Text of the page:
STRUCTURAL CONCRETE
DESIGN 
DETAILS  
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The
RAPT analysis and design package for reinforced and posttensioned
concrete structural systems has been written and developed by practising
structural engineers as an everyday design tool.
It is comprehensive in its treatment of the analysis and design of
structural concrete. RAPT
is developed for use with IBM compatible personal computers, and will
perform design and analysis to the following National concrete design
standards: ·
AS
3600  2001 ·
AS
1480/AS1481 ·
BS
8100 ·
ACI
31899/UBC ·
EUROCODE
2 ·
SABS
0100 ·
CP
65  1999 

The
following design utilities are incorporated in RAPT:

The
input is fully interactive using spreadsheet format.
Typical design parameters are defaulted where relevant.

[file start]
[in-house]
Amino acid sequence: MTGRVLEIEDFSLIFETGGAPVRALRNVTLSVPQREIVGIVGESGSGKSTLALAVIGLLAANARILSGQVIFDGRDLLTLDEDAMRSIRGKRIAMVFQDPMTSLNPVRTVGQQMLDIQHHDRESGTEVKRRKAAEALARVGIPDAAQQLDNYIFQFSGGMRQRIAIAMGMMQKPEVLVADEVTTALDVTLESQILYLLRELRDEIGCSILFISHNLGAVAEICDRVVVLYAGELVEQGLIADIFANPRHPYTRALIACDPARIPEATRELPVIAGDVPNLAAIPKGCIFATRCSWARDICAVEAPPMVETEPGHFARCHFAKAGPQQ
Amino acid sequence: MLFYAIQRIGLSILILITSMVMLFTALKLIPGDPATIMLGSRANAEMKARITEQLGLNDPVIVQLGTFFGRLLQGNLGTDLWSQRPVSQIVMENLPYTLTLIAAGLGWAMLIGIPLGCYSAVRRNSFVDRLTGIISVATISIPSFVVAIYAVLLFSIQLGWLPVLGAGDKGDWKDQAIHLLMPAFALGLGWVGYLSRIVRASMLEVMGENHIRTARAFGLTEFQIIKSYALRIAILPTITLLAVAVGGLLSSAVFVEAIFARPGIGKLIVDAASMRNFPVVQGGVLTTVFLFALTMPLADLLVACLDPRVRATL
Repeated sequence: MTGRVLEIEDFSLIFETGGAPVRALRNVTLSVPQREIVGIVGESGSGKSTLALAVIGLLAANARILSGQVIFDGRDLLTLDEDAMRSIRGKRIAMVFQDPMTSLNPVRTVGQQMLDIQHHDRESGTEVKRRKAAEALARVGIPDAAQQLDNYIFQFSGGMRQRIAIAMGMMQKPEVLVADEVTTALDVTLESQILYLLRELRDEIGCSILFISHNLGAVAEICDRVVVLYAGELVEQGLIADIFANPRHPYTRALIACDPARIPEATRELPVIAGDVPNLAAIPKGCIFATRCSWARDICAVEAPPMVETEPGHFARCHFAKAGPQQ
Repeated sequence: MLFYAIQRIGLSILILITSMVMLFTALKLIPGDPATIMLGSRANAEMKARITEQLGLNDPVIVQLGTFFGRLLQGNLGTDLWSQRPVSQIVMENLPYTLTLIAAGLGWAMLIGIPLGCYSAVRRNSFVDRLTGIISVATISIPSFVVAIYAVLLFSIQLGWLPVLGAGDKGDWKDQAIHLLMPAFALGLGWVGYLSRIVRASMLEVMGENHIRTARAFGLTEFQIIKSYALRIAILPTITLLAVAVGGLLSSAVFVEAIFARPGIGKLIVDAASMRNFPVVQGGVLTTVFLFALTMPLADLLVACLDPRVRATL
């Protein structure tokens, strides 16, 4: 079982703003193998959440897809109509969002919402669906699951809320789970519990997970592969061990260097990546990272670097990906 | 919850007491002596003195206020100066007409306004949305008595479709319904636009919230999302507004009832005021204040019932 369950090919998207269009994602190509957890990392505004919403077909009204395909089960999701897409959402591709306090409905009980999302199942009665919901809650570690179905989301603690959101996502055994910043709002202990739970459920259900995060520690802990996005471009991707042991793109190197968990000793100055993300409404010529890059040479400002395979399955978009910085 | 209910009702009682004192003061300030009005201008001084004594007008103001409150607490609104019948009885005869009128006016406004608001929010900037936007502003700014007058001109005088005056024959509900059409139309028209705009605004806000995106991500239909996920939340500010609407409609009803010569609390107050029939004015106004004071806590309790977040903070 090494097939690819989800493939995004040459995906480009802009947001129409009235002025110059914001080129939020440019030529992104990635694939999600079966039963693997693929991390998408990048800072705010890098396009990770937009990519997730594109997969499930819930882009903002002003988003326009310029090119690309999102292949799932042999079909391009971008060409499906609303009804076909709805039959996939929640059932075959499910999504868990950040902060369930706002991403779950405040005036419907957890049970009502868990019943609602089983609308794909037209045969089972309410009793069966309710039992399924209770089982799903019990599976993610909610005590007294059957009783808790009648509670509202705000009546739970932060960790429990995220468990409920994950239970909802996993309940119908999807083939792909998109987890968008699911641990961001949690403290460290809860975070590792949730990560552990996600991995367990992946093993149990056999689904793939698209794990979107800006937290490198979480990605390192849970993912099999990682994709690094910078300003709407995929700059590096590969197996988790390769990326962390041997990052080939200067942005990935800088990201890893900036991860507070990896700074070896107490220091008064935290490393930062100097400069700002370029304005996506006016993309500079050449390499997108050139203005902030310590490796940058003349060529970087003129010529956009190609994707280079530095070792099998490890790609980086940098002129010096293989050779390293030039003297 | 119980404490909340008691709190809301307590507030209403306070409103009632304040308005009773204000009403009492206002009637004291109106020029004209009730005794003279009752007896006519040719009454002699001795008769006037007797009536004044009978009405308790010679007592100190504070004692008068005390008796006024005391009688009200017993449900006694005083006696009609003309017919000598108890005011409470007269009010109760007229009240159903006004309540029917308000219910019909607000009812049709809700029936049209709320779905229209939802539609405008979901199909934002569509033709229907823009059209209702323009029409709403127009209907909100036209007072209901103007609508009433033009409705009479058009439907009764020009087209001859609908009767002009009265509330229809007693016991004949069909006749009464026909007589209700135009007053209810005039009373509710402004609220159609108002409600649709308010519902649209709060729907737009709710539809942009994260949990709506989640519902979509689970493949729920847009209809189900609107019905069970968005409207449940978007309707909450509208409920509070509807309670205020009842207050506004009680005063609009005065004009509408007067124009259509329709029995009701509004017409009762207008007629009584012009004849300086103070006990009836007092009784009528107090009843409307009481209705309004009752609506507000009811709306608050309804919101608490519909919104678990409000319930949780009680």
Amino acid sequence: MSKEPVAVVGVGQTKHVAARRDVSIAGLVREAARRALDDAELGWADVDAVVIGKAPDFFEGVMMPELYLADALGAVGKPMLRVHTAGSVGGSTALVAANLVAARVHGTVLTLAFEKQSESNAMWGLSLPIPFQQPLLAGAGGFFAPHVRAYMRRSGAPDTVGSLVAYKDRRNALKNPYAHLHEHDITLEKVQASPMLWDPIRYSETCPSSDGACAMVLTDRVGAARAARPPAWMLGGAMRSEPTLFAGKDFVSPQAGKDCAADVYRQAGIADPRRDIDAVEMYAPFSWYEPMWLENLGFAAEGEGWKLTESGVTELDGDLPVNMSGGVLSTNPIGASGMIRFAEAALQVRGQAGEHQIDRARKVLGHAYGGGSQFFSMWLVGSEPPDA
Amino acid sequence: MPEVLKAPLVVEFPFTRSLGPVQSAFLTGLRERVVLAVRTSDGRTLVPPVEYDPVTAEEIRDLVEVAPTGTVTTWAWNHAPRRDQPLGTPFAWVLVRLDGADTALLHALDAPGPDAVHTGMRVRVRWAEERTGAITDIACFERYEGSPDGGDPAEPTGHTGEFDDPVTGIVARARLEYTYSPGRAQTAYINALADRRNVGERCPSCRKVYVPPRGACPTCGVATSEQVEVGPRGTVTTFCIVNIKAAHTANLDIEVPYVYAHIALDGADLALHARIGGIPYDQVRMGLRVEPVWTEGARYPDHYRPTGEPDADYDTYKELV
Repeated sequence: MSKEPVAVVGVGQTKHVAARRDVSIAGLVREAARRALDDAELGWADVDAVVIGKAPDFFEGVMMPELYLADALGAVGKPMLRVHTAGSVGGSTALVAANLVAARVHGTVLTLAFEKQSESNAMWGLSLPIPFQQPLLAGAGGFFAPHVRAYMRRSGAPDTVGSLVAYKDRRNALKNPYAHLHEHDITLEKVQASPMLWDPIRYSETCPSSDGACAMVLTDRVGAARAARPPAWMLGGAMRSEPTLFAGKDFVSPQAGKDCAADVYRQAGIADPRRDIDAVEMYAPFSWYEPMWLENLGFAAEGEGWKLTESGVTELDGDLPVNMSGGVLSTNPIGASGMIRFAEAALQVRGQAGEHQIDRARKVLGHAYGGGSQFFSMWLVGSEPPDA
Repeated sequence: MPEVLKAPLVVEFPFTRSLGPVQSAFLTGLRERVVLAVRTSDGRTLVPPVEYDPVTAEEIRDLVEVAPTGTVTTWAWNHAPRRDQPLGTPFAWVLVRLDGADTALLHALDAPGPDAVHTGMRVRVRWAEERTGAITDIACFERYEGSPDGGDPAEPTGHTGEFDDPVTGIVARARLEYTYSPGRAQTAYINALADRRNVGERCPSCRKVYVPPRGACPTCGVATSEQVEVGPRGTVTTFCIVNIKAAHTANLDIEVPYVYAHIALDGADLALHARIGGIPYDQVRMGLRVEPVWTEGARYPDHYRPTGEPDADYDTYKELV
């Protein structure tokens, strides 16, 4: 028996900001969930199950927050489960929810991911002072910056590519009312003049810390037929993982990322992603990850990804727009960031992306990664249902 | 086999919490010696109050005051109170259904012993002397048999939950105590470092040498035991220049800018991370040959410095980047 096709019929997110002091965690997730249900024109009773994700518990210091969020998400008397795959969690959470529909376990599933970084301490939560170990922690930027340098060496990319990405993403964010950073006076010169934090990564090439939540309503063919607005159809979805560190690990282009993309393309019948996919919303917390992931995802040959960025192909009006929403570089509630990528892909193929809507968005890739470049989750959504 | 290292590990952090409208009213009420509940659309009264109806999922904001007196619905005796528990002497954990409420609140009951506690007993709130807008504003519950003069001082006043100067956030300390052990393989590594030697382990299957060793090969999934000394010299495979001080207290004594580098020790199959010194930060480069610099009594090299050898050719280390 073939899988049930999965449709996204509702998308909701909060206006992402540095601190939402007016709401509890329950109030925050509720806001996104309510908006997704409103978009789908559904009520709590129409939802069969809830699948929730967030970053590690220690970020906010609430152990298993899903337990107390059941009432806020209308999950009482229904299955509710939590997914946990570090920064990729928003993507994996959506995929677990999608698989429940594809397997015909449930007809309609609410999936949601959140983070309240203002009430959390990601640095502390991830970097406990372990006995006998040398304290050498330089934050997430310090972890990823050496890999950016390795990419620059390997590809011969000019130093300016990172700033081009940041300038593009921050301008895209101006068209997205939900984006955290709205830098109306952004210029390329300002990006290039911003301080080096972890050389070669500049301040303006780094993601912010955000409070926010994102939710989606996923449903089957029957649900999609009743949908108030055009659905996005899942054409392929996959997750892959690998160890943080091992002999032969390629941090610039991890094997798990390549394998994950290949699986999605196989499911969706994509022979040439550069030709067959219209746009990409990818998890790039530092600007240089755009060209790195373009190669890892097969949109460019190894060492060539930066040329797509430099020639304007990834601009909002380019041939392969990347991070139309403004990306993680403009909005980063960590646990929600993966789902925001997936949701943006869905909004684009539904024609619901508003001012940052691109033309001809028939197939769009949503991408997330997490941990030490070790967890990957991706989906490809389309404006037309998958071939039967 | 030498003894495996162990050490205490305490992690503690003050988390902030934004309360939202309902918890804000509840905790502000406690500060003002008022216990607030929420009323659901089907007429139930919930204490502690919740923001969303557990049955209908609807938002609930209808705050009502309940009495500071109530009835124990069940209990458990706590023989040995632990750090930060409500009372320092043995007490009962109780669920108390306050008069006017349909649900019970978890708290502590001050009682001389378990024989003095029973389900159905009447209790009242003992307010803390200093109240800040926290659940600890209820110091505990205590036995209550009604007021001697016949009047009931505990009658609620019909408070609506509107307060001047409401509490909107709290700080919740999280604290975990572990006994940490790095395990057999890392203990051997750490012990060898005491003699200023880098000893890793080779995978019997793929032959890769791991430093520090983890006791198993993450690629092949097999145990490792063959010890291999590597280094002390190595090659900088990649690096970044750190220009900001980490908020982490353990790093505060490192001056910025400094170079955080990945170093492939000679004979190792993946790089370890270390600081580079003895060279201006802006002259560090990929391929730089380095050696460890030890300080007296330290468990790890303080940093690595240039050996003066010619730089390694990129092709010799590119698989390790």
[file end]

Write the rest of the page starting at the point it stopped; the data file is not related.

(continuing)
The emphasis is placed on minimizing laborious data entry, and
providing maximum flexibility in design options.
Program execution proceeds interactively, progressing through the
design sequence, showing all steps normally taken in standard design
office procedures.  
RAPT
and PARTIALLY PRESTRESSED CONCRETE DESIGN In
RAPT an integrated approach to reinforced and posttensioned design is
adopted, consistent with the concept of partial
prestressing. Fully
prestressed design specifies that a minimum compressive stress exists in
the concrete under all service conditions.
That is, the concrete is at no time cracked or subject to tensile
stresses. In
contrast, partial prestressing requires that structural elements comply
with design limit states of ultimate
strength and serviceability (as
with reinforced concrete). This
rational basis for design is in accordance with the philosophy adopted in
modern design codes, in which reinforced concrete design and design for
full prestress represent the two extremes of structural concrete design.  
GENERAL
CONCRETE MEMBERS RAPT analyses and designs a subframe consisting of the member to be designed with columns above and below. Nonprismatic concrete members with multiple concrete layers and voids can be defined using a series of trapezoidal and circular concrete shapes to define basically any concrete crosssection and elevation.
CONCRETE FLOOR SYSTEMS RAPT